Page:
For anyone who does not like sex scenes, there are plenty of sex scenes in this novel that are quite graphic and you can skim over them if they are uncomfortable to read through.

Overall, “The Viscount Who Loved Me” is truly one romance novel that every fan of Julia Quinn’s works and fans who love pure, raw romance should definitely check out!  Now, I am off to read the third book in the “Bridgerton” series, “An Offer From a Gentleman!” 



Tuesday, September 3, 2013

[BOOK REVIEW] Appelemando's Dreams by Patricia Polacco




Title:  Appelemando's Dreams

Author:  Patricia Polacco


Genre: Fantasy / Art / Drama / Peer Pressure


Year Published: 1991


Year Read: 2010

Publisher: Puffin

Source:  Library

Content Rating:  Ages 5+  (Nothing Objectionable)
 

Patricia Polacco is such an influential author that I have read most of her books and I actually stumbled upon this little gem called “Appelemando’s Dreams” on an episode of “Reading Rainbow” and I have really enjoyed it!  “Appelemando’s Dreams” is a children’s book by Patricia Polacco which is about how a young boy named Appelemando can dream up of any kind of dreams in a drab village.  “Appelemando’s Dreams” is a truly uplifting book that every child will enjoy!

Oh my goodness!  This is one unique book by Patricia Polacco that I am definitely going to read over and over again!  Patricia Polacco has done an excellent job at both illustrating and writing this book as it details a young boy’s desire to let his dreams loose!  Patricia Polacco’s illustrations were just so beautiful and I loved the way that Appelemando’s dreams are drawn in a childlike way as there are various animals and objects floating above his head and the dreams seem to float on a blue mist, which makes the illustrations extremely creative.  I loved the way that Patricia Polacco uses the power of individuality and friendship for this story and what I really enjoyed about Appelemando’s friendship with his friends is that his friends stood up for him even when the elders of the village were criticizing Appelemando, which truly showed what great friends Appelemando’s friends were to him.  I also loved the fact that Appelemando’s friends accepted his dreams for what they are and not make fun of him because of his dreams.  What really stood out for me was the fact that Appelemando’s dreams seem to represent his individuality from the village since the village is a drab place and Appelemando’s dreams are so colorful and fun.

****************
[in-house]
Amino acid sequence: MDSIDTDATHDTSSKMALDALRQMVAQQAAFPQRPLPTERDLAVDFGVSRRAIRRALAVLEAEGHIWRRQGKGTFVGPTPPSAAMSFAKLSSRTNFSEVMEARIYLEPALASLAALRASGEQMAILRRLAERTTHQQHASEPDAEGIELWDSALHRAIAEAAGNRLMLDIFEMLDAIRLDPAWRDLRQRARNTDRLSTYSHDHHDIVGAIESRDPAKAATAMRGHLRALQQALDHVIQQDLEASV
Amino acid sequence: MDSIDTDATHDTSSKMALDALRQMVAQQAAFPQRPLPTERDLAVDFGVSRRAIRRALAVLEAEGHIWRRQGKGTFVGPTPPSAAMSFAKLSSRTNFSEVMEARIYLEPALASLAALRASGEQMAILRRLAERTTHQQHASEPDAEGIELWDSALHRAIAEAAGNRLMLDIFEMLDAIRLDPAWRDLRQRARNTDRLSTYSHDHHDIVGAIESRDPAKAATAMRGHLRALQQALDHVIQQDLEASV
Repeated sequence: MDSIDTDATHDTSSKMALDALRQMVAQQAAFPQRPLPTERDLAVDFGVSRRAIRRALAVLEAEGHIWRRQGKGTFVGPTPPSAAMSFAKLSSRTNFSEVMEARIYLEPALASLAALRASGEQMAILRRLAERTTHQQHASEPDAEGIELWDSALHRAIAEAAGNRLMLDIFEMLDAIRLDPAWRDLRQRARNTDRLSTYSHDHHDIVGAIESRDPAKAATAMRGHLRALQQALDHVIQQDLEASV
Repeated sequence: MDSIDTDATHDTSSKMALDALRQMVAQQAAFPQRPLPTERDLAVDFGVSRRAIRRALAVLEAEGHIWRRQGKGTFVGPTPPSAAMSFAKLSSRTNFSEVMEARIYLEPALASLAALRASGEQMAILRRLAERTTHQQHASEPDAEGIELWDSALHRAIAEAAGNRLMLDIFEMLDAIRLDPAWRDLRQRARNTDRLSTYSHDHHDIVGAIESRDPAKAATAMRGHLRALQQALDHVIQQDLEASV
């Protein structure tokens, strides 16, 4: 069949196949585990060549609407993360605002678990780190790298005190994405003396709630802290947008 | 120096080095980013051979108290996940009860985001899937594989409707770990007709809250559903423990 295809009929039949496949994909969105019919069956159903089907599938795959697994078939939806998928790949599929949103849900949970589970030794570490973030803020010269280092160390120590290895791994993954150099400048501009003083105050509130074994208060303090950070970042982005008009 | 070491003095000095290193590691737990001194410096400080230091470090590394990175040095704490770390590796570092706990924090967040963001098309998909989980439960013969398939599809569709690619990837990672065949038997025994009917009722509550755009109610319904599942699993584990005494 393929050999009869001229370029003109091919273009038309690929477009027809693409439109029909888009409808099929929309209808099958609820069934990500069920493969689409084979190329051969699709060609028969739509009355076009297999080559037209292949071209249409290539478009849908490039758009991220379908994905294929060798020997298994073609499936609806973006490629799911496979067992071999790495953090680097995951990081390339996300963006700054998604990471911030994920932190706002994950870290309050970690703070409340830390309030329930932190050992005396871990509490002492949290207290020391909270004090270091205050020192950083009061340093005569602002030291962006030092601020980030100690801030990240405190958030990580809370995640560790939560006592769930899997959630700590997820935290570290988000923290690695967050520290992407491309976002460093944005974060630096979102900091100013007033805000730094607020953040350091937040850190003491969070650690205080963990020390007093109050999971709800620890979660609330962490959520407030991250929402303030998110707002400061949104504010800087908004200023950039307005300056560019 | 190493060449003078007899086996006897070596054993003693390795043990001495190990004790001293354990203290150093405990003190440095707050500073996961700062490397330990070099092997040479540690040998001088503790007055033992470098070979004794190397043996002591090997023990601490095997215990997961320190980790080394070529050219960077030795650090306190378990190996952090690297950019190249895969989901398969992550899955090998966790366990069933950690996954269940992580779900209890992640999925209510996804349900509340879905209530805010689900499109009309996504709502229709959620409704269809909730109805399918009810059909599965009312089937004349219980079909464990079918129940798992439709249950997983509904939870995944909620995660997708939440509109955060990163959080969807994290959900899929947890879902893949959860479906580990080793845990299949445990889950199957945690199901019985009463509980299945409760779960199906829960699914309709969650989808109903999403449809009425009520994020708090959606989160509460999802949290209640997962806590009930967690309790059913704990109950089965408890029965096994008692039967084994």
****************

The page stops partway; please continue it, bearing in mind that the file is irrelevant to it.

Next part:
All in all, “Appelemando’s Dreams” is a brilliant and creative book for children who love dreaming.  I would recommend this book to children ages five and up since this book is little bit longer than any other children’s book.